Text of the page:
The Australian - Wish Magazine - - MOTORING - Stephen Corby

If Ap­ple re­ally is pre­par­ing its own truly mo­bile de­vice, with wheels, then you can bet the de­sign­ers whammed their heads against the draw­ing boards, or their iPad Pros at least, af­ter read­ing the specs for the new tech­ni­cal knock­out that is the BMW 7 Se­ries.

Its Dis­play Key is un­can­nily like an iPhone, for a start, with swipey screens that al­low you to check your range, set the car’s tem­per­a­ture be­fore you get to it, or even, in less para­noid mar­kets than our own, al­low you to park the big Beemer re­motely. This is handy if your garage isn’t big enough for the barn doors to open on this hefty, 5.2m-long and 1.5m-wide limo. Most im­por­tantly, the Dis­play Key looks and feels lushly lovely, and makes all car keys that came be­fore it look hope­lessly re­dun­dant and passé.

Then there’s the ges­ture-con­trol tech­nol­ogy, which is so geek-tas­tic it would seem more at home in an Ap­ple Car. Mo­tion sen­sors on the dash al­low you to ac­cept or re­ject calls with a wave of your hand, ad­just the stereo vol­ume by wig­gling your fin­ger in the air, or pinch and spin the freak­ish 3D cam­era view you can sum­mon up while park­ing the car.

If you pre­fer to sit in the back you’ll be too far from the dash to use the Jazz Hands func­tion, as it will surely come to be known. For you, there’s the car world’s first in­te­grated tablet, which pops out of the arm rest and al­lows you to do just about ev­ery­thing but drive: change the re­lax­ing scents be­ing pumped into the cabin, ad­just the mood light­ing, an­noy the front-seat pas­sen­ger by mov­ing them back and forth, all at the touch of a screen. (It’s a Sam­sung, not an iPad).

If that’s not enough, you can also spec the 7 Se­ries with “laser lights”, tak­ing your ef­fec­tive high-beam dis­tance from 300m to 600m, or Ex­ec­u­tive Drive Pro, which scans the road ahead for bumps and pot­holes and pre-ten­sions your sus­pen­sion ap­pro­pri­ately, to pro­vide the kind of magic-car­pet ride pre­vi­ously only as­so­ci­ated with Rolls-Royce (a com­pany BMW just hap­pens to own). All this, and more, come close to jus­ti­fy­ing the com­pany’s claims that the 7 Se­ries is the most tech­no­log­i­cally ad­vanced ve­hi­cle on the road to­day (though the Mercedes-Benz S Class and Tesla peo­ple might want to ar­gue the toss).

And be­ing tech­no­log­i­cally ad­vanced in to­day’s world means a car that can drive it­self, or damn close to it. Sure enough, BMW of­fers a “Steer­ing and Lane Con­trol” func­tion, which it refers to as “semi­au­tonomous driv­ing”. This in­ge­nious tech­nol­ogy uses cam­eras, radar, GPS, road mark­ings, sat­nav data and servo mo­tors to do the steer­ing for you. You can take your hands off and watch this magic in ac­tion, but af­ter 10 sec­onds the car will beep and en­cour­age you to lightly rest your hands back on the wheel. Put the au­to­matic cruise con­trol on at the same time, and you gen­uinely don’t have to drive, you just sit with one hand on the wheel and make it look like you are.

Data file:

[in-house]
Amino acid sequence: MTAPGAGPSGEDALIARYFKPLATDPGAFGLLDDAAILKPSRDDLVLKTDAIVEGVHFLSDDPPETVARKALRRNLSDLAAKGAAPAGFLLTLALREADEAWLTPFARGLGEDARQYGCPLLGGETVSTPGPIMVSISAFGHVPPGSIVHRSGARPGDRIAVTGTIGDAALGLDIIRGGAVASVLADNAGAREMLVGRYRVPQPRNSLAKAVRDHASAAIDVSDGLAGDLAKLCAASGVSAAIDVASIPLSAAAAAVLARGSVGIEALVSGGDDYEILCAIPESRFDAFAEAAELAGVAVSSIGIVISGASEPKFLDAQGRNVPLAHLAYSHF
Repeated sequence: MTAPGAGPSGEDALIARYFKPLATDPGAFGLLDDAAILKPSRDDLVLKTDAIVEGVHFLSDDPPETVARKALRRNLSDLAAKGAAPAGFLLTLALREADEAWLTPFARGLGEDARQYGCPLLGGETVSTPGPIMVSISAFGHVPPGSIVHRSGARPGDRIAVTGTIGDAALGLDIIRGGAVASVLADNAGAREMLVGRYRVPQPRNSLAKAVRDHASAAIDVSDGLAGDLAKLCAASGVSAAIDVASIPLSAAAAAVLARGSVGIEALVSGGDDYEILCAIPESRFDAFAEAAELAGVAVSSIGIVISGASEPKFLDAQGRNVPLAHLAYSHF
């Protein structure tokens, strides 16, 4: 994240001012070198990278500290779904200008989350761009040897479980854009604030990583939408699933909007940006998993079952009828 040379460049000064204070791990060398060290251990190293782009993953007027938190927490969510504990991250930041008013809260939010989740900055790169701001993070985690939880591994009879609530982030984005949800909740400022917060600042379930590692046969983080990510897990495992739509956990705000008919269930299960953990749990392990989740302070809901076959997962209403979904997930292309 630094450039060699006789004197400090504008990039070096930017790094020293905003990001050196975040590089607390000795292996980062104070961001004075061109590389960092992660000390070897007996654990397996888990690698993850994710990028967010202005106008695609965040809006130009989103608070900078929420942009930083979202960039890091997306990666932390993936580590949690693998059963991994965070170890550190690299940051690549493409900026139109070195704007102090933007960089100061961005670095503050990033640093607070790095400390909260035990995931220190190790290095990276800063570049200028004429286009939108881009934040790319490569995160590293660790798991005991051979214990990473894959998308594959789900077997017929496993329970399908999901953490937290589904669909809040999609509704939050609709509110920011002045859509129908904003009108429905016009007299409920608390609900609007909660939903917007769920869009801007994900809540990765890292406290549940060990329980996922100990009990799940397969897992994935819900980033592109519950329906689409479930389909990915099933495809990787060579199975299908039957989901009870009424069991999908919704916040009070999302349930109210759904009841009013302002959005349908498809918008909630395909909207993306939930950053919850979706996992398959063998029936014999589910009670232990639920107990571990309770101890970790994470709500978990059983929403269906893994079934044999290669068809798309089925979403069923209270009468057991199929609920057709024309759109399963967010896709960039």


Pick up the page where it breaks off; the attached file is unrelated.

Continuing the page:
As clever as it is, Steer­ing and Lane Con­trol is not yet in­fal­li­ble, and may oc­ca­sion­ally fol­low lines it shouldn’t. It’s also not the smoothest of steer­ers, tak­ing a few bites at some bends and bring­ing to mind some of the more ADHD cab driv­ers I’ve en­dured.

All this can dis­tract you from the fact that the 7 Se­ries can still be driven by the owner, if he or she so de­sires. For­tu­nately, it’s very good at this as well, partly be­cause of yet an­other tech­no­log­i­cal first in a car of this size: a car­bon-fi­bre core. This su­per-light­weight, strong and su­per-ex­pen­sive con­struc­tion was pre­vi­ously only seen in su­per­cars — in­clud­ing the tech de force BMW i8 — and it saves up to 130kg in some mod­els.

That’s part of the rea­son the car feels so light on its feet, with in­vig­o­rat­ing per­for­mance from the new 3.0L turbo diesel in the 730d (0 to 100 in 6.1 sec­onds) and the also new twin-turbo straight six in the petrol 740i (just 5.5 sec­onds). Sound dead­en­ing, which in­cludes car­pets sourced from Rolls-Royce, helps negate the thrum of th­ese en­gines, un­less you’re whip­ping them to the point of non-ex­is­tence, and the ride, which of­fers two Com­fort set­tings, is fab­u­lous.

Most mirac­u­lously, de­spite be­ing a big unit, the 7 Se­ries can get up and dance if you ask it to. The steer­ing is ex­tremely sporty for a car of this type and the su­per-stiff chas­sis means it sits flat and be­haves well through cor­ners. Bet­ter, in fact, than it re­ally needs to.

Sporti­ness is what the Aus­tralian mar­ket de­sires, as 85per cent of buy­ers of the last model opted for the M Sport pack­age, at $10,000 a pop. Such de­mand has led BMW Aus­tralia to make that add-on pack of sporty bits and badges a no-cost op­tion on the new 7 range, which starts at $217,500 for the 730d, rises to $224,200 for the 740i and hits $289,600 for the range-top­ping 750i.

The Ap­ple Car, if and when it comes, will no doubt be cheaper and smaller, but it’s go­ing to have to get its geek on pretty hard to match this über-BMW.

The BMW 7 Se­ries is a big unit with a wealth of tech whizzery that is also smooth and sporty to drive.

Newspapers in English

Newspapers from Australia

© PressReader. All rights reserved.